According to an E-Consultancy report, spend on search marketing in the UK is set to slow considerably over the coming year. The report (the annual ‘Search Engine Marketing Buyer’s Guide 2008) predicted that search spend will rise by 24% in 2008, down from 58% year on year growth in 2007 and 65 percent growth in 2006, which in laymens terms would equate to £2.75 billion ($4.9 billion) this year, up from a £2.2 billion ($3.9 billion) spend in 2007. The report predictions are based on the total amount spent on search engine marketing in the U.K., including media spend and money spent on agency services such as paid search management.
Chris Lake from E-Consultancy suggested that this slowdown was not merely down to the economic slow-down but also to a matured UK search market. The report stated:
“Although there is significant room for further growth in spending, the sector is now becoming more established and, as such, cannot keep on such a steep curve indefinitely,” whilst going on to say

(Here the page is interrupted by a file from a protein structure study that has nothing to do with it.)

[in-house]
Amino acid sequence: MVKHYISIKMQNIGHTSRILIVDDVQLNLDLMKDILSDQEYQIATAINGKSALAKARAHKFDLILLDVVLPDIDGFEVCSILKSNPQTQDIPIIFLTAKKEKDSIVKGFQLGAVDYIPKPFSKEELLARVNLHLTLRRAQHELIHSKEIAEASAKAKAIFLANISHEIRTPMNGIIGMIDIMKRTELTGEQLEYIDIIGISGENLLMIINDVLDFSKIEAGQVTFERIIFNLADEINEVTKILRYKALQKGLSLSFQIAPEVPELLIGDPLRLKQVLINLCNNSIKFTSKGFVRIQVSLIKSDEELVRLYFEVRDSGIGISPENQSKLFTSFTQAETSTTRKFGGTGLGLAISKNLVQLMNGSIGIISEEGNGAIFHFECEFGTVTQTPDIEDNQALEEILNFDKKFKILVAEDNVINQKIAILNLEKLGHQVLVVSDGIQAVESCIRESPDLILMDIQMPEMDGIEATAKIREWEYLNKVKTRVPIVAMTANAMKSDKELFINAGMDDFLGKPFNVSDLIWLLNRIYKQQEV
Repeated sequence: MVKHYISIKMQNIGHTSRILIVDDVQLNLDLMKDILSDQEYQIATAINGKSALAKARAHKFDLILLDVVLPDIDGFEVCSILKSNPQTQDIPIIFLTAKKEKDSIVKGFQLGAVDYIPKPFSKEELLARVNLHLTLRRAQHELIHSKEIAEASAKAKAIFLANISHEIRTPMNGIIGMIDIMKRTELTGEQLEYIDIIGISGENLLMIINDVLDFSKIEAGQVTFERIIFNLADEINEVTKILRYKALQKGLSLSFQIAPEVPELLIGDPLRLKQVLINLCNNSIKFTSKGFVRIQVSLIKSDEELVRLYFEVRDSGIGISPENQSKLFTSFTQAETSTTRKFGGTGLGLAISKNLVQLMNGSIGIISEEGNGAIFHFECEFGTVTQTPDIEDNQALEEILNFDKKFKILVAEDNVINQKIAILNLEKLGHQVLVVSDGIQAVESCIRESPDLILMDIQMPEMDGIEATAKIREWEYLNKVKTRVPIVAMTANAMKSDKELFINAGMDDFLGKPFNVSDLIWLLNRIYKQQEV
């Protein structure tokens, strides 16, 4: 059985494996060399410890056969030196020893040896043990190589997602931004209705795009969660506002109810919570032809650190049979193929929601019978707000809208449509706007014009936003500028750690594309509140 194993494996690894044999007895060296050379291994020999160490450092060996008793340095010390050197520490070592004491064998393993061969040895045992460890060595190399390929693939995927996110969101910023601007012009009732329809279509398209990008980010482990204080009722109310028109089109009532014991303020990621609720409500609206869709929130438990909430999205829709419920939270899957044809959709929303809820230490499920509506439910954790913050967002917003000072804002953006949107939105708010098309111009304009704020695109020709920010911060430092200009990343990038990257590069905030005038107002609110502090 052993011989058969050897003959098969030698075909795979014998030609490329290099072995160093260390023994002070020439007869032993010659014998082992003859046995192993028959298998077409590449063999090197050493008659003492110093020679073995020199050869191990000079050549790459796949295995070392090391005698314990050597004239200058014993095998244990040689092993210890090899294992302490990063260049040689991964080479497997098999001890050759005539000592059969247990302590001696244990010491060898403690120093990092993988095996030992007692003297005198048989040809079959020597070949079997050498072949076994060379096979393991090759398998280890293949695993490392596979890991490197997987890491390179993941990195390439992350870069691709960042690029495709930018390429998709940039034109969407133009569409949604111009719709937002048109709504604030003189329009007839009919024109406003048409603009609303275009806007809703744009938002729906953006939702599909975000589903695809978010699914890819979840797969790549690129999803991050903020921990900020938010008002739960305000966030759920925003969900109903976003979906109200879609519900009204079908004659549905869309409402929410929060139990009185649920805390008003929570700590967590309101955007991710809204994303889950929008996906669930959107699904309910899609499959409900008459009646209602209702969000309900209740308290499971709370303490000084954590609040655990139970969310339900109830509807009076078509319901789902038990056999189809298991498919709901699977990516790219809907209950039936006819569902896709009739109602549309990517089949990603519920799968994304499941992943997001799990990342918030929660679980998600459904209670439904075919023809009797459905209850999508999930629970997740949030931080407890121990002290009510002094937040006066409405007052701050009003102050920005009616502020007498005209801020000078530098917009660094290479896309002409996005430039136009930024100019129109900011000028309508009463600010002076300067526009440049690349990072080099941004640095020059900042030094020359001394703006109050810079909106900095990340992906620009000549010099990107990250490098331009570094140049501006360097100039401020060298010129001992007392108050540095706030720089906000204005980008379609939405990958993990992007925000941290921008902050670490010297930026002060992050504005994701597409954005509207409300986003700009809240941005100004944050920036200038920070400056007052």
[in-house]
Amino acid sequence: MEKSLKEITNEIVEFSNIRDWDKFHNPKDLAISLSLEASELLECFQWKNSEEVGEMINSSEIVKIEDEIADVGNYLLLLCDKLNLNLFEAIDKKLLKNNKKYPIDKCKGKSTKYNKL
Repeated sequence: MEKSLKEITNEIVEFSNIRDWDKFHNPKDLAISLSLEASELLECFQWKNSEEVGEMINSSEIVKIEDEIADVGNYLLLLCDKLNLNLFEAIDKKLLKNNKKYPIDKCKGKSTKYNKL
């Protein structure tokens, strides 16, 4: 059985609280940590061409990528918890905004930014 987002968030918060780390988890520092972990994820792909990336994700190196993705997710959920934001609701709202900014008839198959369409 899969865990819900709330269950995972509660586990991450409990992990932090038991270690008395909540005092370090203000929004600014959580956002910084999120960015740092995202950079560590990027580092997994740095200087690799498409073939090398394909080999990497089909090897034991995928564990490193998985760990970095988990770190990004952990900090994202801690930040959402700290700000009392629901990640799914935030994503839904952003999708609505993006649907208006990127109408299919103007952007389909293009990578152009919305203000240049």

“While there remains strong growth in the market, the upward trajectory of search has begun to flatten as the industry has become more mature, as has happened in the United States”.
According to the report the majority of the spend was earmarked for paid search (approximately £2.4 Billion or 88%), with organic search engine optimisation accounting for around a mere £330 million (circa 12%). It should however be noted that year on year SEO spend is expected to increase by 32% this year. That is hardly suprising in my opinion given the saturation of many of the paid search verticals, where cost per click can make entry to the market prohibitive to a certain extent. Whilst there are certain verticals within the organic framework that are certainly as saturated I personally feel there is significantly more growth within the sector, particularly given the greater integration of blended search within the search engine results themselves.